ANAHEIM, California (CNN) — Two years after Hispanics rioted against police in a city that Disneyland made famous, the city of Anaheim, California, has hired the first Latino police chief in its 157-year history.
Raul Quezada, 44, was sworn in as chief on Wednesday, overseeing a largely white police department in a city that is 53% Hispanic and is still reeling from strife that grew out of police shootings of poor Latinos, including at least one resulting in death, sparking the riots.
Quezada acknowledges his daunting task. In 2012, two deadly police shootings in one summer weekend led to a protest outside City Hall just 1½ miles from Disneyland, the city’s famous attraction. That protest turned violent and spread throughout the city for four days.
Quezada, who worked his way up in the department after starting as a patrolman in 1996, will seek to regain the community’s trust through civil engagement, he said. Anaheim has a population of 336,000 and is also home to baseball’s Los Angeles Angels of Anaheim and hockey’s Anaheim Ducks.
“We have to have an open dialogue,” Quezada said. “Last Saturday I worked with a patrol officer out in the field. I want them to see the police chief is out there along with the officers. That way the police officer sees the way the chief is working with the community, and that builds and fosters that mindset.”
One of Quezada’s programs is called “Coffee With A Cop,” where citizens “just ask any questions they want about any topic whatsoever,” Quezada said.
“We then answer, and the dialogue happens and then the relationship starts to form. And in my opinion that has released a lot of the stress,” he said.
He knows he has already made history in Anaheim.
“It’s very, very prideful for me for me to be able to sit in this capacity and to be the first Hispanic” police chief, he said.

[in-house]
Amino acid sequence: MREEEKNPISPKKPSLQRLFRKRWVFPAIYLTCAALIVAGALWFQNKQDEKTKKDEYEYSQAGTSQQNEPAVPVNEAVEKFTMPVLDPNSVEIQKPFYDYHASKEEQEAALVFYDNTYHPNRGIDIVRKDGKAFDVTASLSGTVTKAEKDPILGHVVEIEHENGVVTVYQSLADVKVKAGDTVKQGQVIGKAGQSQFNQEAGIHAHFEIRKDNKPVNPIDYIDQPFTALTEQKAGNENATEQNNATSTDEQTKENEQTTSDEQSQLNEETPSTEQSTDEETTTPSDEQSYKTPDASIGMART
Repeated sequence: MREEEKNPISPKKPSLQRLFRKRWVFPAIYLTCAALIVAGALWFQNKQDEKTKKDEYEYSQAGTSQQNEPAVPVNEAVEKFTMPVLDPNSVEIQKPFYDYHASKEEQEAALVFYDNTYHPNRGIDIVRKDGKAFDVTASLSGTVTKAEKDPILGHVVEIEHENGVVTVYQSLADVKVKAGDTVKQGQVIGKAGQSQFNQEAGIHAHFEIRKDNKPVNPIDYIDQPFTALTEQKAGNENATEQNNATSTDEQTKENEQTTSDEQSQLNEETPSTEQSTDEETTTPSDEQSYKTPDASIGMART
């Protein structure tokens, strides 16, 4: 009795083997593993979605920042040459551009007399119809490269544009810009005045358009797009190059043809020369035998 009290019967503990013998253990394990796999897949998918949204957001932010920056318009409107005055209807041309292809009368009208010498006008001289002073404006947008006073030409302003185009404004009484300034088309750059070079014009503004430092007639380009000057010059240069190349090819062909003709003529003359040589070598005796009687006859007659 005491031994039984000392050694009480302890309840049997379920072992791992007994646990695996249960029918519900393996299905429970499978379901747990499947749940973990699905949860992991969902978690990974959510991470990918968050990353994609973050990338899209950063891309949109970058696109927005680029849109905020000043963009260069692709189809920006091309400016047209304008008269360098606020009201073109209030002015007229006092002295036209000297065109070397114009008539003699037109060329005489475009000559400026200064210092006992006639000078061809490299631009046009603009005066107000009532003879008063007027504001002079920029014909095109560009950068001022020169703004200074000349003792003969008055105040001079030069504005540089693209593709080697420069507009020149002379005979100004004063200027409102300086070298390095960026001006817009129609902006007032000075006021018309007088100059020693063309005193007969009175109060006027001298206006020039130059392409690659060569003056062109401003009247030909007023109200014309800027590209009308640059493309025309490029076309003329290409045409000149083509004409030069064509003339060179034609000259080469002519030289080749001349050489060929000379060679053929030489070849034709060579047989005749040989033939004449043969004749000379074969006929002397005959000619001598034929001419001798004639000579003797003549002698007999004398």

Quezada was born and raised in Pico Rivera, California, which is outside the well-known Latino community of East Los Angeles and is about 17 miles northwest of Anaheim. He was a Los Angeles police officer for three years before joining the Anaheim force.
In the last 10 years, Anaheim has had 50 shootings involving a police officer, and 22 people died in those shootings, said Lt. Tim Schmidt.
That track record worries long-time community leaders such as Amin David of a group called Los Amigos, who hopes the police department will improve its relationship with the Latino community.
“The shootings outraged our community,” David said of the 2012 violence. “There were demonstrations, and there is still a lot of hurt.”
In one of the 2012 fatal shootings that led to the riots, 25-year-old Manuel Diaz was unarmed and shot in the back, and when he fell, police shot him in the head and killed him, the family alleged in a lawsuit.
Police acknowledged Diaz was unarmed but said he was throwing objects at officers. Police also described Diaz as a gang member, but that characterization enraged the community.
The second shooting occurred when a man in a car theft case allegedly opened fire on police. Officers returned fire, killing him.